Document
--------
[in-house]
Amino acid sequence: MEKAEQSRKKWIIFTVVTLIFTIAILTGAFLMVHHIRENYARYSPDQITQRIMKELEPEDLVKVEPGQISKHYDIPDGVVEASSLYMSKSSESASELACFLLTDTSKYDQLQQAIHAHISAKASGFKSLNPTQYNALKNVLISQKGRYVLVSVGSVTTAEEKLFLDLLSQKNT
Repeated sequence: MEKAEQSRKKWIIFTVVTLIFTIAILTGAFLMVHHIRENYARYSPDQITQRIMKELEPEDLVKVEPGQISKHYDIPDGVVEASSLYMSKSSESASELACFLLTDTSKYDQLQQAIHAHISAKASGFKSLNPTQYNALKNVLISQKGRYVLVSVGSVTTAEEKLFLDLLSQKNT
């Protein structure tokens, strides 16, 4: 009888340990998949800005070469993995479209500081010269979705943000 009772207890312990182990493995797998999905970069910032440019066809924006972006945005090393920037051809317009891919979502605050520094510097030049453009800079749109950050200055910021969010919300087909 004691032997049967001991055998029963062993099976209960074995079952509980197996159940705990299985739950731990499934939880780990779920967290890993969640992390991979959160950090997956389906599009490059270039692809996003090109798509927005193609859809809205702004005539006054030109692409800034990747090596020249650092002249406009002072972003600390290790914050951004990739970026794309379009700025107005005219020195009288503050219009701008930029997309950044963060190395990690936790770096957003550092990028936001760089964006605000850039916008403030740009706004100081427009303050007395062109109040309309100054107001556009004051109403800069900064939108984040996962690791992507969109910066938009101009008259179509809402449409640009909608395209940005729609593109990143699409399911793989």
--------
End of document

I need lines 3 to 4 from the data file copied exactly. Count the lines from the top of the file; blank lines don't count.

Repeated sequence: MEKAEQSRKKWIIFTVVTLIFTIAILTGAFLMVHHIRENYARYSPDQITQRIMKELEPEDLVKVEPGQISKHYDIPDGVVEASSLYMSKSSESASELACFLLTDTSKYDQLQQAIHAHISAKASGFKSLNPTQYNALKNVLISQKGRYVLVSVGSVTTAEEKLFLDLLSQKNT
């Protein structure tokens, strides 16, 4: 009888340990998949800005070469993995479209500081010269979705943000 009772207890312990182990493995797998999905970069910032440019066809924006972006945005090393920037051809317009891919979502605050520094510097030049453009800079749109950050200055910021969010919300087909 004691032997049967001991055998029963062993099976209960074995079952509980197996159940705990299985739950731990499934939880780990779920967290890993969640992390991979959160950090997956389906599009490059270039692809996003090109798509927005193609859809809205702004005539006054030109692409800034990747090596020249650092002249406009002072972003600390290790914050951004990739970026794309379009700025107005005219020195009288503050219009701008930029997309950044963060190395990690936790770096957003550092990028936001760089964006605000850039916008403030740009706004100081427009303050007395062109109040309309100054107001556009004051109403800069900064939108984040996962690791992507969109910066938009101009008259179509809402449409640009909608395209940005729609593109990143699409399911793989």